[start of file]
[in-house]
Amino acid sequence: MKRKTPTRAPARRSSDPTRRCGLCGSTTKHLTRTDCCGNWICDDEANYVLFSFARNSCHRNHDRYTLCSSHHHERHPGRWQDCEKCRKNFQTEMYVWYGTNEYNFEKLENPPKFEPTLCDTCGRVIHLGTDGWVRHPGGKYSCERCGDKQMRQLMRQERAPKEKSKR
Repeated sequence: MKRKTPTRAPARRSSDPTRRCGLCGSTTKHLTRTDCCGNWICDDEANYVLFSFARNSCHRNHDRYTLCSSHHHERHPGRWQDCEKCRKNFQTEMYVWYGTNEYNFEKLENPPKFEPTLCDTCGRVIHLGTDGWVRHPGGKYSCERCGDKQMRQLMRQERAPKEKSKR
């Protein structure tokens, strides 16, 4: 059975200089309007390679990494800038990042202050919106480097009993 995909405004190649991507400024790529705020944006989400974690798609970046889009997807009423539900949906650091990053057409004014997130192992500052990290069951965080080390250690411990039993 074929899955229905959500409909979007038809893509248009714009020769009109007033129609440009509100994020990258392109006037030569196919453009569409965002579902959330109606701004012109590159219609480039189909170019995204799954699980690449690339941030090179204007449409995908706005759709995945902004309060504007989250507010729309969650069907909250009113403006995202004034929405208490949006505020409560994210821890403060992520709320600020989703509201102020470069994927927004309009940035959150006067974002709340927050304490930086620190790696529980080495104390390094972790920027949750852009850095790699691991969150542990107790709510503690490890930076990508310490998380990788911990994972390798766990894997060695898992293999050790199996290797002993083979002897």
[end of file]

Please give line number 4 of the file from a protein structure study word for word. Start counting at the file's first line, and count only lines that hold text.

């Protein structure tokens, strides 16, 4: 059975200089309007390679990494800038990042202050919106480097009993 995909405004190649991507400024790529705020944006989400974690798609970046889009997807009423539900949906650091990053057409004014997130192992500052990290069951965080080390250690411990039993 074929899955229905959500409909979007038809893509248009714009020769009109007033129609440009509100994020990258392109006037030569196919453009569409965002579902959330109606701004012109590159219609480039189909170019995204799954699980690449690339941030090179204007449409995908706005759709995945902004309060504007989250507010729309969650069907909250009113403006995202004034929405208490949006505020409560994210821890403060992520709320600020989703509201102020470069994927927004309009940035959150006067974002709340927050304490930086620190790696529980080495104390390094972790920027949750852009850095790699691991969150542990107790709510503690490890930076990508310490998380990788911990994972390798766990894997060695898992293999050790199996290797002993083979002897």